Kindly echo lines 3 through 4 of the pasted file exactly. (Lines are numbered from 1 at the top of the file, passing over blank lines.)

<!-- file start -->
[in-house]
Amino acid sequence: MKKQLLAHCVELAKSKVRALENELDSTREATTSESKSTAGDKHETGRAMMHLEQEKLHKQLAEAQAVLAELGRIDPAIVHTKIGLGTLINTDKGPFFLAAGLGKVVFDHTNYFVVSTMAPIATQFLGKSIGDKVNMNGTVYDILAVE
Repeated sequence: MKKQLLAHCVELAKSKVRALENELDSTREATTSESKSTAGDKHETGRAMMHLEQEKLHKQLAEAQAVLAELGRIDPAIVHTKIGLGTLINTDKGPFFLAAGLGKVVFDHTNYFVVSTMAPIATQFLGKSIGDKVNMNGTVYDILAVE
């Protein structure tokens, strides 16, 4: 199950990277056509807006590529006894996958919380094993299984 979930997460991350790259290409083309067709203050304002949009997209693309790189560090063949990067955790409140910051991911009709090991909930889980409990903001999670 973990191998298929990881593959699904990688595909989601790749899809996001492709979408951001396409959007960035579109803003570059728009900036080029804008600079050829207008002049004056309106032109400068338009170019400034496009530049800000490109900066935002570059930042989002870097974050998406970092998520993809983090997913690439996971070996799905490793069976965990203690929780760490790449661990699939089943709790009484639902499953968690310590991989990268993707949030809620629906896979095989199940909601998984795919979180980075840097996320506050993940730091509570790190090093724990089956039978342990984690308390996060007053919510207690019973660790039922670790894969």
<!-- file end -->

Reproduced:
Repeated sequence: MKKQLLAHCVELAKSKVRALENELDSTREATTSESKSTAGDKHETGRAMMHLEQEKLHKQLAEAQAVLAELGRIDPAIVHTKIGLGTLINTDKGPFFLAAGLGKVVFDHTNYFVVSTMAPIATQFLGKSIGDKVNMNGTVYDILAVE
């Protein structure tokens, strides 16, 4: 199950990277056509807006590529006894996958919380094993299984 979930997460991350790259290409083309067709203050304002949009997209693309790189560090063949990067955790409140910051991911009709090991909930889980409990903001999670 973990191998298929990881593959699904990688595909989601790749899809996001492709979408951001396409959007960035579109803003570059728009900036080029804008600079050829207008002049004056309106032109400068338009170019400034496009530049800000490109900066935002570059930042989002870097974050998406970092998520993809983090997913690439996971070996799905490793069976965990203690929780760490790449661990699939089943709790009484639902499953968690310590991989990268993707949030809620629906896979095989199940909601998984795919979180980075840097996320506050993940730091509570790190090093724990089956039978342990984690308390996060007053919510207690019973660790039922670790894969």